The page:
INDEPENDENT tower companies (towercos) that will be accredited by the Department of Information and Communications Technology (DICT) in 2019 will have seven years to finish constructing 50,000 telco towers with a combined cost of $4 billion.
Presidential Adviser on Economic Affairs and ICT Ramon P. Jacinto said the government aims to accredit two entities by the first quarter of 2019, so that construction of the initial batch of towers can follow a quarter after.
“There is a buildup period of six months. There will be a consultative period and discussion period with the telco operators to get their inputs on what locations will be ideal,” said Jacinto.
The consultation should be accomplished within the year.
Based on the preliminary guidelines released by the government on Thursday, two independent entities would have to build 25,000 towers each until the first half of 2027.
For the first year, each company shall build 1,000 towers on the first year; 2,000 for the second; 3,000 on the third; 4,000 on the fourth; and 5,000 for the fifth to seventh years.
All of this are expected to cost each towerco an estimated $2 billion, or $4 billion in total. It’s a bit lower than the original government estimate of $5 billion for the whole program.
Jacinto noted the government will only accredit two towercos in the first seven years of implementation, but plans to accredit others after the whole program are also in place.
“If you accredit too many at the start, it will not be competitive and they may not survive. For a certain number of years, there will be two towercos, But maybe after the seven years, we can accredit more,” Jacinto said.
As of now, five foreign companies have expressed their intentions to participate in the government’s initiative.
Plans for the common towers include expanding to areas beyond the current 8,000 locations currently with existing towers.
Telco towers—infrastructure where radio transmitters are housed—in the Philippines remain inadequate.
Based on a study made by TowerXchange, an independent community for operators, tower companies, investors and suppliers interested in emerging-market telecom towers, the Philippines lags behind its neighbors in Asia when it comes to cell-site build.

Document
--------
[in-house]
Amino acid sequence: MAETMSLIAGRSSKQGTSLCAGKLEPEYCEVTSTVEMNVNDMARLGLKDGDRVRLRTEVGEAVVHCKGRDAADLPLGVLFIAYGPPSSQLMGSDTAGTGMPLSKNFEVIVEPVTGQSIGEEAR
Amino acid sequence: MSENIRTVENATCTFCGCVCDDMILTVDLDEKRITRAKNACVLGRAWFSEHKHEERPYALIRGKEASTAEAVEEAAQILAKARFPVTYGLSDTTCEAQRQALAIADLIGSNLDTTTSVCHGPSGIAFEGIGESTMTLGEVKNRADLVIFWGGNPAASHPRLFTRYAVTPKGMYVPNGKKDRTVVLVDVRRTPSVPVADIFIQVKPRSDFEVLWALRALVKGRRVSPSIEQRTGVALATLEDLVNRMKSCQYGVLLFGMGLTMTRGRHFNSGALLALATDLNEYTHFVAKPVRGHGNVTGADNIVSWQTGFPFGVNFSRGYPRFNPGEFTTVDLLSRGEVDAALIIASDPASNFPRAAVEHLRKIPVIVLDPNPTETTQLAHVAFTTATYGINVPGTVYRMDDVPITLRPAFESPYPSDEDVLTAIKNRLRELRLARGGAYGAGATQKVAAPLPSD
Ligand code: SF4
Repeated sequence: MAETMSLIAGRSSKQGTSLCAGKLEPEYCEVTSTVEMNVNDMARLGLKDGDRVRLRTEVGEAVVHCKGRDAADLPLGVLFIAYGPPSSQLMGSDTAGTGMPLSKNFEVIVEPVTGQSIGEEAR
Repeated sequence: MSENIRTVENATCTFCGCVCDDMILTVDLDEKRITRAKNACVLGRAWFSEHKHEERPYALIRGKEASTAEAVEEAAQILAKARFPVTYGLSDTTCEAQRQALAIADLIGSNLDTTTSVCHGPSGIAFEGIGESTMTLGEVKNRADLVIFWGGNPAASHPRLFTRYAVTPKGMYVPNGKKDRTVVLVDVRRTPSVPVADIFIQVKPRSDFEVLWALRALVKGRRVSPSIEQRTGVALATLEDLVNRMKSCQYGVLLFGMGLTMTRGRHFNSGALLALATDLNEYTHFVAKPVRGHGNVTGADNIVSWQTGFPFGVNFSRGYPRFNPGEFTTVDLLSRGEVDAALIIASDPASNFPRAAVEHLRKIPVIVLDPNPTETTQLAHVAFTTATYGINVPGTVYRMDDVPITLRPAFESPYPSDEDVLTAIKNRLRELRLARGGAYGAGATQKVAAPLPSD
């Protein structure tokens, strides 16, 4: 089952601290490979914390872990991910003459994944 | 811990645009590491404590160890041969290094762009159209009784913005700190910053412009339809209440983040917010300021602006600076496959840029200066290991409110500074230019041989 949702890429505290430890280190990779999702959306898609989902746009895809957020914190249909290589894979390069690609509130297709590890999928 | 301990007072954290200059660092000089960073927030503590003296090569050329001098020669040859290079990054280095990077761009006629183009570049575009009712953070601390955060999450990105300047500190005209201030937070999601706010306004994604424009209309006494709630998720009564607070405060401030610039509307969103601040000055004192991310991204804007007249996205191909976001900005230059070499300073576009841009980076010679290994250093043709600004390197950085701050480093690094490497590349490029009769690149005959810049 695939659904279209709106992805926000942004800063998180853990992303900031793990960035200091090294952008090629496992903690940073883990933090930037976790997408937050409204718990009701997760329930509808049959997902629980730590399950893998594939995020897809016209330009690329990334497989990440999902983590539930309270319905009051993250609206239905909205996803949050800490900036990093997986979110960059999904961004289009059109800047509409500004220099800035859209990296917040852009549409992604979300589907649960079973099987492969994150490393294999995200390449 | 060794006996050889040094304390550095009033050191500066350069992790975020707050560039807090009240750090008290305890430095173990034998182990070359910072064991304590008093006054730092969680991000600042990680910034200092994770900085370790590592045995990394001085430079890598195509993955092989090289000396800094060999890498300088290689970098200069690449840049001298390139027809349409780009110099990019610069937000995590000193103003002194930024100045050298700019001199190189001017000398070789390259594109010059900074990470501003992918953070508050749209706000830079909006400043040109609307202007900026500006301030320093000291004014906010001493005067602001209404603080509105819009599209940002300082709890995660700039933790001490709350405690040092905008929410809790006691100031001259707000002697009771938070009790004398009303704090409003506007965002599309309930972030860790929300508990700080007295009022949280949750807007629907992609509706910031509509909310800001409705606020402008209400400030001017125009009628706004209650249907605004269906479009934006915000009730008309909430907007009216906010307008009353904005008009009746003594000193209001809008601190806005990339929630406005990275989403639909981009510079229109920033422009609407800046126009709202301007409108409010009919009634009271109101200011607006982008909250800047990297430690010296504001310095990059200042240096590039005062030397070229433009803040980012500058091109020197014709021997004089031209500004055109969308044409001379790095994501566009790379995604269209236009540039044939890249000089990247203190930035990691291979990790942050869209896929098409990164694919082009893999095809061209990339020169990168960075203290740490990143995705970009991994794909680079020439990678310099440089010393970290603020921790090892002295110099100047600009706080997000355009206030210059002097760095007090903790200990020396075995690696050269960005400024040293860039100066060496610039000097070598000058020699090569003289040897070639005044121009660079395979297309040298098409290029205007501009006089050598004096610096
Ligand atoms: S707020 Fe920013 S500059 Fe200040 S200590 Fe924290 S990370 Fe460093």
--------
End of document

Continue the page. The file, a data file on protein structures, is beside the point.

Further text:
The number of unique physical cell sites in the Philippines is one of the lowest in Asia, with a combined 16,300 cell sites. China has the highest number with 1.18 million cell sites, followed by India with 450,000 and Indonesia with 76,477 cell sites. Vietnam has 55,000, Thailand with 52,483, Pakistan with 28,000, Bangladesh with 27,000 and Malaysia with 22,000 sites.
With 113 million mobile subscribers and only a combined total of 16,300 towers from PLDT Inc. and Globe Telecom Inc. servicing them, the Philippines has the lowest tower density score in Asia, with a meager 0.14 to Asia’s current giant China’s 1.43.
“In the early stages, the towercos will be mandated to build in areas that need service even if there is no request,” Jacinto said.
Other benefits include capital expenditures savings amounting to $1 billion for PLDT and $850 million for Globe, which can now be rededicated to upgrading radio services for their clientele.
“It’s the biggest headache of the dominant players; and you’re getting rid of that headache. So it’s a win-win situation,” Jacinto said.
With the initial guidelines, mobile network operators (MNOs) will no longer be licensed radios by the National Communications unless said radios will be located in the shared telecom tower.
An exception to this rule said should a telco not receive a response from the TowerCo on their prospective tower-site location within 30 days, the telco in question will be allowed to build on the location requested, with the permission of the NTC.
“If they want to build a tower and – let’s say, in a certain location. Let’s say Globe or Smart. And the common tower company does not respond in 30 days and they are willing to do it, they can build their own. So it’s not that absolutely they cannot. It’s only when the common tower company cannot fulfill their needs,” Jacinto said.
This new provision came about “because that was what was requested of us by PLDT…. Because we don’t want to stifle them, too. It’s bad for the public,” Jacinto said.